Insects on display

Common Blue

Common Blue

Common Blue

Common Blue

Common Blue

Common Blue

This weekend, the insects have been out again in great numbers.  Interestingly, both the butterflies and the dragonflies have taken to perching high up in the grass, or on available posts, canes, sticks and tables and seem to be on display.  Common blue butterflies are often difficult to photograph because they sit so low in the grass, or on low plants such as birdsfoot trefoil, and by the time you have got down there to get a decent view they have long-since flown away (at least if your knees are as bad as mine).

But this weekend they have been shining like lovely little jewels at the top of the stems of grass.  Choosing a sheltered part of the meadow, but with plenty of scope for their pheromones to blow downwind to attract the females, the males have been sitting, rubbing their wings, at the convenient (for photographers) height of about 2-3 feet.  Getting decent shots has not been terribly easy because of the breezy conditions, but there were just a few occasions when the light was perfect, and I managed to capture some more of these little jewel-like creatures.

We have also had a great display by the common darters, usually males but a few females.  These dragonflies like to perch at the top of something, and they are making full use of the bamboo canes we put into the ground to support self-seeded oak and birch trees around the margins of Betty’s Wood.  Not the most picturesque background, but for the most part they are quiet, using their wings like a veil, sitting and waiting, each claiming the territory around their own perch.

Common Darter

Common Darter

Common Darter

Common Darter

Common Darter

Common Darter

Finally, a few sightings of the emerald damselfly, which seemed to be totally missing last year, but are present in numbers again this year.  We also spotted some new-generation brimstones feeding around our ponds on the purple loosestrife.  We hope the numbers will swell in future thanks to the alder buckthorn we have planted for their caterpillars.  The spectacular small copper butterfly has also made an appearance, feeding on the thistles around the field margin.  These are such beautiful little butterflies, but also very fast-moving, however I managed to get a few snaps of one.

Small Copper

Small Copper

Brimstone

Brimstone

Emerald Damselfly

Emerald Damselfly

This year seems to have been brilliant for butterflies and dragonflies, and they are certainly on display at the moment.  They needed a good year after the last two have been so difficult for them.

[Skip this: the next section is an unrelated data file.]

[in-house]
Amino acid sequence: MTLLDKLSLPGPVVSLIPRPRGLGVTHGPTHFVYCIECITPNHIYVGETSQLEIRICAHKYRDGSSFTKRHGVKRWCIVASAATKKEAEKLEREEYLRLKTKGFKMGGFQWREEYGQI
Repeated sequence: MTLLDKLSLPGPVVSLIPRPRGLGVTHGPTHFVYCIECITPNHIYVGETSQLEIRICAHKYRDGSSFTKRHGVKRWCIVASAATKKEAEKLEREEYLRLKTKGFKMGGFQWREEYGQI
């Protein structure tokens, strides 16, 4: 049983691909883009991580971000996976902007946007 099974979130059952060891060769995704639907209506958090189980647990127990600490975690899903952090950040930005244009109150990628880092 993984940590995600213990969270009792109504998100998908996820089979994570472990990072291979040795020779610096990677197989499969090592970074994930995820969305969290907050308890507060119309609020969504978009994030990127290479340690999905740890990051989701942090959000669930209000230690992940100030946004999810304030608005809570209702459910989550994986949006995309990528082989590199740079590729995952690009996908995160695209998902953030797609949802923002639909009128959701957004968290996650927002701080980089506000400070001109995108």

Common Blue – Jewels of the Grass

Common Blue

Common Blue

I’ve always thought that “Common Blue” is not the right name.  This butterfly is an absolute jewel.  It isn’t all that common either – widespread, maybe, but numbers have suffered in recent years.  The Common Blue (Polyommatus icarus) is just beautiful as it flits along the meadows, verges and wastelands in search of both nectar sources and foodplants for caterpillars – plants which include birdsfoot trefoil, white clover, black medick, thistles and knapweed, all of which we have in plentiful numbers in Betty’s Wood, as well as in our main clearing in the ancient wood.

They have more than one generation a year.  Last year was poor for Common Blues, and we only spotted one or two of the first generation in our meadow.  Thankfully, the second generation has now emerged in good numbers.  The second generation, in particular, is spectacular.  I think this is because of the contrast of colours:  the yellows, browns, oranges of the drying and maturing grass and seeds and that stunning flash of blue from the wings of the male.  Complementary colours really do their best to set each other off.

The upper wings are beautiful, but I think the lovely little dainty spotted underwings with their flash of orange are the real treat.  Last night, all the male Common Blues had gathered in a small part of the meadow, in an area sheltered from the wind and catching the evening sunshine.  They were perched head-down, in typical fashion, high up on the grass stems and rubbing their wings to release the pheromones, presumably to attract the ladies.  I didn’t see any females, just 8 to 10 males sitting within a few feet of each other at the top of the grass.

I managed to catch a number of photos of these stunning little jewels of the grass.  I hope this lovely little butterfly will carry on coming to our meadow for many years to come – we are certainly doing all we can to encourage it.  It is a real pleasure and delight to behold.

Common Blue

Common Blue

Common Blue

Common Blue

Common Blue

Common Blue